How Congress handles sexual harassment: ‘535 policies’

 In Politics

The mushrooming scandal over sexual harassment in Congress and its secretive system for handling complaints has yet to zero in on another troublesome reality on Capitol Hill: What counts as harassment in one lawmaker’s office might not be considered that in another.

That’s because individual lawmakers’ offices effectively function as lone entities that formulate their own internal policies for employee behavior. And the Office of Compliance, the arbiter of misconduct complaints that provides harassment training now required in the House and Senate, does not provide templates.

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“It’s possible there are 535 different policies,” Susan Tsui Grundmann, executive director of the compliance office, said in a recent interview.

To better understand the scope of the Hill’s workplace culture, POLITICO asked all 535 House and Senate offices — plus four delegates — about whether they had a harassment policy in place and whether it included a training program.

Of the offices that shared part or all of their internal policy, all the Senate offices defined harassment as including “suggestive or lewd remarks, including sexual innuendo” as well as “displaying sexual or pornographic images, regardless of the medium used (e.g. virtual, digital, paper, etc.).”

But most of the House offices’ policies were less specific, issuing a general prohibition on “verbal or physical conduct or activity” among the behavior that creates a hostile work environment.

Three of the offices that agreed to share their policies — those of Sens. Maria Cantwell (D-Wash.) and Mazie Hirono (D-Hawaii), as well as Rep. Judy Chu (D-Calif.) — were significantly more far-reaching, barring fraternization between supervisors and subordinates. House members are weighing a broad resolution that would prohibit those relationships, according to Rep. Barbara Comstock (R-Va.).

The differing approaches from one office to another add a fresh challenge to efforts to deter and punish harassment in Congress. Underscoring the complicated nature of the Hill’s workplace culture is the occasionally confusing guidance in the compliance office’s anti-harassment video, which at one point suggests that a few late-night texts and hugs from one’s boss wouldn’t be enough to constitute misconduct.

The handful of lawmakers in both parties who are calling for broader reforms to the system already face political headwinds, as colleagues wrestle with the urge to protect their own amid what seems to be a daily drip of new harassment allegations.

“It’s an inappropriate construct we have right now, that basically says every office is a small business unto itself and the member is the CEO,” Rep. Jackie Speier (D-Calif.) said in an interview. Speier is a chief author of legislation that would overhaul the Hill’s workplace misconduct system.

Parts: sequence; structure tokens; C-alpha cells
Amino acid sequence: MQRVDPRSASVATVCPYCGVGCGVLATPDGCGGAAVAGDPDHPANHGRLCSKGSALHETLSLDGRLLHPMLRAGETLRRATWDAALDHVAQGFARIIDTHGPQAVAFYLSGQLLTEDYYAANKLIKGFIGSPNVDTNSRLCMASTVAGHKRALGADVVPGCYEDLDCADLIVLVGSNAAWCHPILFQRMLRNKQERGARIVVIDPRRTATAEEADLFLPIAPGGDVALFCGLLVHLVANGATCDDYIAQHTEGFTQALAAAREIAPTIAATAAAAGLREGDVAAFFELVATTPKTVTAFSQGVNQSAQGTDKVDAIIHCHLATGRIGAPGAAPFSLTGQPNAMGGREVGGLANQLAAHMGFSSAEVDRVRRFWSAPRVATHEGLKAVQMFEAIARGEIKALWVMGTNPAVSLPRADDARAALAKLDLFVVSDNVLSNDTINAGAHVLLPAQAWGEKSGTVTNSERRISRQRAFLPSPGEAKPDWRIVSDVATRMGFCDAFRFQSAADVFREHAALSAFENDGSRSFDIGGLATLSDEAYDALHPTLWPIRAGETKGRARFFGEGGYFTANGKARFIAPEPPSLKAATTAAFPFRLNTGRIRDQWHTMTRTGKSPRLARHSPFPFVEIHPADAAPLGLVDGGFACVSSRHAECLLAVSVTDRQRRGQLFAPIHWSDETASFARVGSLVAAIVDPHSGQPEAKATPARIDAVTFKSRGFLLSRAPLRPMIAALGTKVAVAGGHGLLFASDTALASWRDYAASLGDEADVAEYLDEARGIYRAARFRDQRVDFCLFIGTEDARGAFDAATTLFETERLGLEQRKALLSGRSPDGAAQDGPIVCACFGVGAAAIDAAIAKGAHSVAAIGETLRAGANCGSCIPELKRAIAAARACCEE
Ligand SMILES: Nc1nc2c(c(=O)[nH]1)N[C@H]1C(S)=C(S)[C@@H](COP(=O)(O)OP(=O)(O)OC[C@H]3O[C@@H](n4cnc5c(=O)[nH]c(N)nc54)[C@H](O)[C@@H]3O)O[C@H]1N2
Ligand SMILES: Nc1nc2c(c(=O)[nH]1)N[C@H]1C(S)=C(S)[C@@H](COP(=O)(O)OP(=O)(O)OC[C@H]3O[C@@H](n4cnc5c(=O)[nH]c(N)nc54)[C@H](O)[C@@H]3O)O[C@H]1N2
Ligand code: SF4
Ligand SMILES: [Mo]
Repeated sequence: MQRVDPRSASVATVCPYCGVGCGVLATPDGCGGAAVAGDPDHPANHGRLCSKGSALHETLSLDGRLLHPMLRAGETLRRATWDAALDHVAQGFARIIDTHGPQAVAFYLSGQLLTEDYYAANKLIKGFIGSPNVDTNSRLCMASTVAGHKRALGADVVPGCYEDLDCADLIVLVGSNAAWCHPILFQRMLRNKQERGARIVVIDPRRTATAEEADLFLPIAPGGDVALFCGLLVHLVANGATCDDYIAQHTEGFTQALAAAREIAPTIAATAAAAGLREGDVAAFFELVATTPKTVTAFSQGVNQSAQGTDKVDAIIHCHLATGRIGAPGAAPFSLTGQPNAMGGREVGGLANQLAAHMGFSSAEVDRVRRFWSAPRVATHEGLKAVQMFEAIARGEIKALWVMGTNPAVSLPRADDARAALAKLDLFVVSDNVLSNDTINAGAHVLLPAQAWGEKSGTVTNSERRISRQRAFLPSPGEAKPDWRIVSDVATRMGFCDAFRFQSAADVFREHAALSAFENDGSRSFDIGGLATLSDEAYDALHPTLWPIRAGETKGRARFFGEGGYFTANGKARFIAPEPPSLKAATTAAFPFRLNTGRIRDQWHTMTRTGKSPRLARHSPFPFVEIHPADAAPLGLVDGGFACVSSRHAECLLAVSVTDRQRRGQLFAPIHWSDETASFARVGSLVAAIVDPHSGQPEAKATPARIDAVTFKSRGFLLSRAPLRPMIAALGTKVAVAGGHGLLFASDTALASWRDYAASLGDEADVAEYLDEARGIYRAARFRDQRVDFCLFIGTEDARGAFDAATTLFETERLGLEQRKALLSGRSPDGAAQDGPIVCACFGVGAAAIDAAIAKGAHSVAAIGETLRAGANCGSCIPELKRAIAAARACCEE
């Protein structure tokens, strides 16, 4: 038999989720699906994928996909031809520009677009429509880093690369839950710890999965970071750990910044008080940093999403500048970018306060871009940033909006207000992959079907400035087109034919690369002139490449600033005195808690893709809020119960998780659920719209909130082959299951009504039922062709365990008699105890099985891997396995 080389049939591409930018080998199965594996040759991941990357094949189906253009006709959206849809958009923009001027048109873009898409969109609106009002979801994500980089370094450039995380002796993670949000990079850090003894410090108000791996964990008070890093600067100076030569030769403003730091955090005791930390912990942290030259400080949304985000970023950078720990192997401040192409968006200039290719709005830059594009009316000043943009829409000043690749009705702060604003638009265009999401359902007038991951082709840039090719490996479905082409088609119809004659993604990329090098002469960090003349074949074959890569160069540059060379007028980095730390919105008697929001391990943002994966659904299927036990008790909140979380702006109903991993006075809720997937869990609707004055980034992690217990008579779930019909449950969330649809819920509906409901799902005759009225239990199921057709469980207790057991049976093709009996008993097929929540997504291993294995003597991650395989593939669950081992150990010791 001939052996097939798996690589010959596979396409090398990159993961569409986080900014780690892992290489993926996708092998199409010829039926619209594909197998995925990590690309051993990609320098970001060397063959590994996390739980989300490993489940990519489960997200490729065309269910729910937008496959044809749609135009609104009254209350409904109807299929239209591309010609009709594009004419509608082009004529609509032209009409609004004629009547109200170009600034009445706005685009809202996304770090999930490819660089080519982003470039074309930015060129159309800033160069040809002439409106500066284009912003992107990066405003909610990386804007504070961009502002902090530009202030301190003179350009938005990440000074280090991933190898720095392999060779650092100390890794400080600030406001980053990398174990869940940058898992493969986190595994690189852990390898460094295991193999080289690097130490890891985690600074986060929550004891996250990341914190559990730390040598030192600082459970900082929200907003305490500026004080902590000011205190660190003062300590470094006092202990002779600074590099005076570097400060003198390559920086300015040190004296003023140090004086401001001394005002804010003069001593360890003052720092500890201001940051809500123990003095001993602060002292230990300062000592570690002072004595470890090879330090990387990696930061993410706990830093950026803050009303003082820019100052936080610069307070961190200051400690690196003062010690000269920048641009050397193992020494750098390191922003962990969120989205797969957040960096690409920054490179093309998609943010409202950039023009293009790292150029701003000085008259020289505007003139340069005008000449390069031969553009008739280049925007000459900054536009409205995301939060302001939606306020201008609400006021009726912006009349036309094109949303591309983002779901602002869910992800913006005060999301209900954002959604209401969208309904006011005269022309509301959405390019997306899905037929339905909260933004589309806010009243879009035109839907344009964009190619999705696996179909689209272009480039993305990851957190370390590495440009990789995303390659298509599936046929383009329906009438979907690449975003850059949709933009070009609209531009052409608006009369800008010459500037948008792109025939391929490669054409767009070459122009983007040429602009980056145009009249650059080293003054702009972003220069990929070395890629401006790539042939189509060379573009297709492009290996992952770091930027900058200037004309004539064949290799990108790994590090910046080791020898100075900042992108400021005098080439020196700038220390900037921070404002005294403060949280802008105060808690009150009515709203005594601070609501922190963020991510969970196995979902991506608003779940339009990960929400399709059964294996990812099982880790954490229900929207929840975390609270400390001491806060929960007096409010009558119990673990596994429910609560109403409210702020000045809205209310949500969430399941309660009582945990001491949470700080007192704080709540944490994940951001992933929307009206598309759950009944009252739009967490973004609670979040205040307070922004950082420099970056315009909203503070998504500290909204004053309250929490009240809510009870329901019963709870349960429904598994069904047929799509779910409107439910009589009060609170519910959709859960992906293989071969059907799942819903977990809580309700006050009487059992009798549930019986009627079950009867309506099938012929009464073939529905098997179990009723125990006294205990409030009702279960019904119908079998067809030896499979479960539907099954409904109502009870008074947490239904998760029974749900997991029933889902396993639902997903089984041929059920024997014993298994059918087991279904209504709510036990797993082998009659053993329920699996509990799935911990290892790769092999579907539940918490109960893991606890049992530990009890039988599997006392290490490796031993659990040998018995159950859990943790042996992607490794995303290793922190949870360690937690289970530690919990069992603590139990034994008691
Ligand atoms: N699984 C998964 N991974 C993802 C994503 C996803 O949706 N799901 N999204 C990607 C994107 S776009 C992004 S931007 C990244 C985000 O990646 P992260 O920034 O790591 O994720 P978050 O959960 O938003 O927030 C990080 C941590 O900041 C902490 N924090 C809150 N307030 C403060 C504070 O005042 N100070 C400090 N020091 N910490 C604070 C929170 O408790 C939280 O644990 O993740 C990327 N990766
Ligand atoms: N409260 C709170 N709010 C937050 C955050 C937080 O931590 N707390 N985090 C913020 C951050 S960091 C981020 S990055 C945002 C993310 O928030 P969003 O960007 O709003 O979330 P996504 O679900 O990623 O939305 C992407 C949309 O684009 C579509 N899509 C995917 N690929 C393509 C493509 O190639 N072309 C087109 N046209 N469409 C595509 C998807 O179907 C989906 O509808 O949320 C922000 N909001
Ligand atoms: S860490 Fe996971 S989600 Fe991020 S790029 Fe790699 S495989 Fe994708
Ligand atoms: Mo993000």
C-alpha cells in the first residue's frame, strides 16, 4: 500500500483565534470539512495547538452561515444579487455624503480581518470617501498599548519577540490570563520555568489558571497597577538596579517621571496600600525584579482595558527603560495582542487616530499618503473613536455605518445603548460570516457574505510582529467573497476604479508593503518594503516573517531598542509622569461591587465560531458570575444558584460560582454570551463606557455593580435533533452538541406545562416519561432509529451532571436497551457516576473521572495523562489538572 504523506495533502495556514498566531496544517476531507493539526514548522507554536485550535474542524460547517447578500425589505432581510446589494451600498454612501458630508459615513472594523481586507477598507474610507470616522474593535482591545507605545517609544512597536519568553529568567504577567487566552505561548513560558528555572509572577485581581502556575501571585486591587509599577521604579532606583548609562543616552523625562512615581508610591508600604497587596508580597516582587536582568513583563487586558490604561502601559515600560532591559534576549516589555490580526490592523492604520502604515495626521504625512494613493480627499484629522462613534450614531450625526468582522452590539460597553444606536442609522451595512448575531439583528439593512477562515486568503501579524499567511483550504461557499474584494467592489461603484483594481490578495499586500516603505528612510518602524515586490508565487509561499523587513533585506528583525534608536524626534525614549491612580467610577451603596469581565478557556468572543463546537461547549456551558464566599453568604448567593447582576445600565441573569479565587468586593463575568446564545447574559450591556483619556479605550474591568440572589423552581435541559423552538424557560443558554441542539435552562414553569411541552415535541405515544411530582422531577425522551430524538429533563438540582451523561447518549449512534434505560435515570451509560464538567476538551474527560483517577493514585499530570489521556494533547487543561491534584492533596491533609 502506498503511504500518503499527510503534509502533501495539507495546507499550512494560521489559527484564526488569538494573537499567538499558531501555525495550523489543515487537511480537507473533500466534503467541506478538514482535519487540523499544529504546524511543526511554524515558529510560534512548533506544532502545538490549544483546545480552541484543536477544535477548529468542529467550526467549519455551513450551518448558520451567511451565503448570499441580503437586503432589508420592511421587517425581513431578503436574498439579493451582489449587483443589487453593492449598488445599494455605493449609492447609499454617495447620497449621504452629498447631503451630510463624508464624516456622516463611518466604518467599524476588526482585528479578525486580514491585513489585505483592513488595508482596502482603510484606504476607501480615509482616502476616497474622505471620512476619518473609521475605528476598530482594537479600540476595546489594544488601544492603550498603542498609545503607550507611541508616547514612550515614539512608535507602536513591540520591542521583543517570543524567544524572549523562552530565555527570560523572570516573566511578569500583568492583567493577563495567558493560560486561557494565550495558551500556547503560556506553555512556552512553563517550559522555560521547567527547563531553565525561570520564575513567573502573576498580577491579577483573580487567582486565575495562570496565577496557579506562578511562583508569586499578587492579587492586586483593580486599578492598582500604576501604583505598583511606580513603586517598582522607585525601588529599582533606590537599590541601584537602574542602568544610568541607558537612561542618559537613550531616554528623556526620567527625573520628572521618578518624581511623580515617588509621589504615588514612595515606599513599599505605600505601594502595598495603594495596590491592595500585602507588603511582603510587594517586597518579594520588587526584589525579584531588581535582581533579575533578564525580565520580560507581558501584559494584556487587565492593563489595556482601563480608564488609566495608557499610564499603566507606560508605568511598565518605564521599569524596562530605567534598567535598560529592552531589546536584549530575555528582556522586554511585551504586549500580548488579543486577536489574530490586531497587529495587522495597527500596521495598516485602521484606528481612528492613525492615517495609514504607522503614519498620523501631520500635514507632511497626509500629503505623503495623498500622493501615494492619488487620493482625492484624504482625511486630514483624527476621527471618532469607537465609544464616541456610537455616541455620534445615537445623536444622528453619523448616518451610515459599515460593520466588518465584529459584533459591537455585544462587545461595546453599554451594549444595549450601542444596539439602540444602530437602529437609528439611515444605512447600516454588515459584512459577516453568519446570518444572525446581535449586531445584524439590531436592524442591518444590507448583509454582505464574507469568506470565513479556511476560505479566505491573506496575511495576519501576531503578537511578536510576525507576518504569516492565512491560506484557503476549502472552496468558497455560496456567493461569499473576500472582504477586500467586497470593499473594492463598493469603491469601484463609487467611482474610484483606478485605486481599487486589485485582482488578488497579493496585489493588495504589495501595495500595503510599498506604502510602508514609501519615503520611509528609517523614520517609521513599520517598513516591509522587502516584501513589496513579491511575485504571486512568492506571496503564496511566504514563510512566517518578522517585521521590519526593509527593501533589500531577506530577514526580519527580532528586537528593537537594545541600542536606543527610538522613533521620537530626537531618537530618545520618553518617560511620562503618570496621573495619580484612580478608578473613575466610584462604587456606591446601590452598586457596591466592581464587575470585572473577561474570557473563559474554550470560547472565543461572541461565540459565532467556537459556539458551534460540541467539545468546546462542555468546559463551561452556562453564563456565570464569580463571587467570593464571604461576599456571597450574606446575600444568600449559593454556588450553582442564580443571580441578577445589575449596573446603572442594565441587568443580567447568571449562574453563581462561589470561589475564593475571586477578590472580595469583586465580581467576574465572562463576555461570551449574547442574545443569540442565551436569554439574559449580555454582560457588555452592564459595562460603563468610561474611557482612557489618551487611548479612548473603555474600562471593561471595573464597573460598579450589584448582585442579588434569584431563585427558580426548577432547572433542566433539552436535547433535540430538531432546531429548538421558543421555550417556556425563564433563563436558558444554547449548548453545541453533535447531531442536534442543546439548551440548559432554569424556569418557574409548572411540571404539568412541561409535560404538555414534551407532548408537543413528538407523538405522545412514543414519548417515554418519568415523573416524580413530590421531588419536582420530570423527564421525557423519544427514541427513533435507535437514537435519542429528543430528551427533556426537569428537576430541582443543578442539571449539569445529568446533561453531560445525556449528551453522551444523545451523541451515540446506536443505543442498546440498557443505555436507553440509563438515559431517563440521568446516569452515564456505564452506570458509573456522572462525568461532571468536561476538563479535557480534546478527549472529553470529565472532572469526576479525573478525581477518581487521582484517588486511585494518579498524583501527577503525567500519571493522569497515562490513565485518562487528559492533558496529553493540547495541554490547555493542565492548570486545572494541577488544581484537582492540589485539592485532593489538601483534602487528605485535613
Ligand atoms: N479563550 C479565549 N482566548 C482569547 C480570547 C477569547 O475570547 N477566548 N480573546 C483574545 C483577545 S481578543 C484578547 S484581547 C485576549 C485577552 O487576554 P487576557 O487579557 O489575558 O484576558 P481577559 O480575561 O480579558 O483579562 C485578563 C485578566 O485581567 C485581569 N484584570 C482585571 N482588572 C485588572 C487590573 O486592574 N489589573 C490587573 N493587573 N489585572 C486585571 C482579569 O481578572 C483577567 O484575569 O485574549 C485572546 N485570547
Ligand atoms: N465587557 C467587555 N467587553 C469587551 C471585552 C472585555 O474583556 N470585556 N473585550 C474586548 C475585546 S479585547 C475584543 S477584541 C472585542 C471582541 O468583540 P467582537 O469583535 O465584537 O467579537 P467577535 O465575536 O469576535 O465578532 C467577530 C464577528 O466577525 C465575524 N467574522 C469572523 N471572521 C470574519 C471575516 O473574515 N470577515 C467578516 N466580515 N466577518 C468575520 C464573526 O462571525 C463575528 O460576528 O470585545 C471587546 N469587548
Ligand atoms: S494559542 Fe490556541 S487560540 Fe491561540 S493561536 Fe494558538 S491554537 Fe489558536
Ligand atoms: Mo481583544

About 43 percent of the House and 60 percent of the Senate responded to POLITICO’s harassment survey, at least in part. Of the 190 House offices that responded, all but 18 said an internal harassment policy was already in place and 131 confirmed that training was already part of it.

Of the 62 Senate offices that responded, all but five confirmed they have an internal harassment policy and 52 confirmed that training already was part of it. POLITICO followed up with each personal office that did not initially respond to a request for details on internal harassment policy. In both the House and Senate, more than 60 percent of responses came from Democratic offices versus those in the GOP.

The House on Wednesday approved a measure that mandates anti-harassment training, a move the Senate made earlier this month. But the high number of congressional offices responding that they already required — or at least encouraged — employees to get trained suggests that Congress will have to do more to address the problem if it is to have significant results.

Now that training is required, Speier said, among Congress’ next steps should be “a uniform policy about what’s in the handbook in each office. I do believe it will become standardized.”

For the lawmakers who already ask their aides to undergo anti-harassment training, the compliance office’s video is a convenient and popular method.

One segment in the video features a congressional aide named Chloe who’s having trouble with her boss. He praises her looks, twice hugs her in front of coworkers, and sends her a trio of late-night text messages — one while apparently drunk — complimenting her outfits.

A clear case of harassment? Not really, according to the video, which says the behavior Chloe encountered over the course of a year “probably” would not meet the standard to demonstrate wrongdoing — though a late-night message with an explicit sexual proposition might.

“However, Chloe’s boss probably made Chloe feel uncomfortable due to his inappropriate conduct, and he may have violated office policies,” the training video states.

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